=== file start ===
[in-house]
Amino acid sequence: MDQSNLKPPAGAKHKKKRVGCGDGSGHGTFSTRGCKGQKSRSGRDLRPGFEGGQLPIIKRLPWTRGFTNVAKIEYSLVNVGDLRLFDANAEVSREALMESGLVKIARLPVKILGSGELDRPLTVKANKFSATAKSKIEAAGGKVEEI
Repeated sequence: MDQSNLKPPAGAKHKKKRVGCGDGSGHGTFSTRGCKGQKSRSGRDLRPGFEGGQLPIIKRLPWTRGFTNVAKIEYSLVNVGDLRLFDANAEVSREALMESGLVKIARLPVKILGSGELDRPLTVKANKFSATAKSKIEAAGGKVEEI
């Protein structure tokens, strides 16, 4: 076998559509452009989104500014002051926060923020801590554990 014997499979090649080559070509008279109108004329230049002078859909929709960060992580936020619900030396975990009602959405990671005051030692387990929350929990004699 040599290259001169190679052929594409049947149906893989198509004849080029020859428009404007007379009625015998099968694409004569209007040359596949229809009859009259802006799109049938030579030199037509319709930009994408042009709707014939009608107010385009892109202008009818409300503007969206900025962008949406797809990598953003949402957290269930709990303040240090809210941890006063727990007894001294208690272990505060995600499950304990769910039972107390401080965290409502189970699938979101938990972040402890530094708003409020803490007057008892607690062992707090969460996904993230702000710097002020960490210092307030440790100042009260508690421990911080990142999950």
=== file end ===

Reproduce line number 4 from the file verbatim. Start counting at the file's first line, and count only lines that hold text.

């Protein structure tokens, strides 16, 4: 076998559509452009989104500014002051926060923020801590554990 014997499979090649080559070509008279109108004329230049002078859909929709960060992580936020619900030396975990009602959405990671005051030692387990929350929990004699 040599290259001169190679052929594409049947149906893989198509004849080029020859428009404007007379009625015998099968694409004569209007040359596949229809009859009259802006799109049938030579030199037509319709930009994408042009709707014939009608107010385009892109202008009818409300503007969206900025962008949406797809990598953003949402957290269930709990303040240090809210941890006063727990007894001294208690272990505060995600499950304990769910039972107390401080965290409502189970699938979101938990972040402890530094708003409020803490007057008892607690062992707090969460996904993230702000710097002020960490210092307030440790100042009260508690421990911080990142999950």